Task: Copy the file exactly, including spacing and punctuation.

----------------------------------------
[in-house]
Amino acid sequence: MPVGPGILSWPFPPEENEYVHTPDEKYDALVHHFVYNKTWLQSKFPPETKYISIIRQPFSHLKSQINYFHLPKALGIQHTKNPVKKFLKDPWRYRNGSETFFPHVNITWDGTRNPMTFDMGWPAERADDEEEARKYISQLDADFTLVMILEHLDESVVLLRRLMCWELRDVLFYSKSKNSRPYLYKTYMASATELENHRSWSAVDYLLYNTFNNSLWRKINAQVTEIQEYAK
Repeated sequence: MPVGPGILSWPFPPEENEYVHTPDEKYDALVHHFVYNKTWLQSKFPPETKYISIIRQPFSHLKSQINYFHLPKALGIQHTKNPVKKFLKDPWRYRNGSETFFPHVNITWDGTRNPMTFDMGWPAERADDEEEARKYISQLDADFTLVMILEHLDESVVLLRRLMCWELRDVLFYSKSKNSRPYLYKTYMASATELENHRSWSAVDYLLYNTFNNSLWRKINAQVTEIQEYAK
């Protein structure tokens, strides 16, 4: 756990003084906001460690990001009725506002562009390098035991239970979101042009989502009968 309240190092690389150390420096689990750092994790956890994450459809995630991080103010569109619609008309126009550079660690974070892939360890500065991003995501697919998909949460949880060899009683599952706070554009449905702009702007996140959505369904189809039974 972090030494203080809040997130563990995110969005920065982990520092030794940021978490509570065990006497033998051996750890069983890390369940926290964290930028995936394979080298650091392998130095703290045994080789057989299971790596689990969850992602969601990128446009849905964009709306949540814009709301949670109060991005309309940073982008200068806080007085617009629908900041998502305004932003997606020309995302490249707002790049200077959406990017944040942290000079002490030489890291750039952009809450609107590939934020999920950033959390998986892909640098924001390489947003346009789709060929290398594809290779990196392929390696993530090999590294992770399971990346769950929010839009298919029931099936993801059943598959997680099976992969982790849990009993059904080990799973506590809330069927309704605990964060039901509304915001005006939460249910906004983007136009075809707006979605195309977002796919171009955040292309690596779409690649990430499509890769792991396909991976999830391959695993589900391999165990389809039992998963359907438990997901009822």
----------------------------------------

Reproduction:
[in-house]
Amino acid sequence: MPVGPGILSWPFPPEENEYVHTPDEKYDALVHHFVYNKTWLQSKFPPETKYISIIRQPFSHLKSQINYFHLPKALGIQHTKNPVKKFLKDPWRYRNGSETFFPHVNITWDGTRNPMTFDMGWPAERADDEEEARKYISQLDADFTLVMILEHLDESVVLLRRLMCWELRDVLFYSKSKNSRPYLYKTYMASATELENHRSWSAVDYLLYNTFNNSLWRKINAQVTEIQEYAK
Repeated sequence: MPVGPGILSWPFPPEENEYVHTPDEKYDALVHHFVYNKTWLQSKFPPETKYISIIRQPFSHLKSQINYFHLPKALGIQHTKNPVKKFLKDPWRYRNGSETFFPHVNITWDGTRNPMTFDMGWPAERADDEEEARKYISQLDADFTLVMILEHLDESVVLLRRLMCWELRDVLFYSKSKNSRPYLYKTYMASATELENHRSWSAVDYLLYNTFNNSLWRKINAQVTEIQEYAK
């Protein structure tokens, strides 16, 4: 756990003084906001460690990001009725506002562009390098035991239970979101042009989502009968 309240190092690389150390420096689990750092994790956890994450459809995630991080103010569109619609008309126009550079660690974070892939360890500065991003995501697919998909949460949880060899009683599952706070554009449905702009702007996140959505369904189809039974 972090030494203080809040997130563990995110969005920065982990520092030794940021978490509570065990006497033998051996750890069983890390369940926290964290930028995936394979080298650091392998130095703290045994080789057989299971790596689990969850992602969601990128446009849905964009709306949540814009709301949670109060991005309309940073982008200068806080007085617009629908900041998502305004932003997606020309995302490249707002790049200077959406990017944040942290000079002490030489890291750039952009809450609107590939934020999920950033959390998986892909640098924001390489947003346009789709060929290398594809290779990196392929390696993530090999590294992770399971990346769950929010839009298919029931099936993801059943598959997680099976992969982790849990009993059904080990799973506590809330069927309704605990964060039901509304915001005006939460249910906004983007136009075809707006979605195309977002796919171009955040292309690596779409690649990430499509890769792991396909991976999830391959695993589900391999165990389809039992998963359907438990997901009822």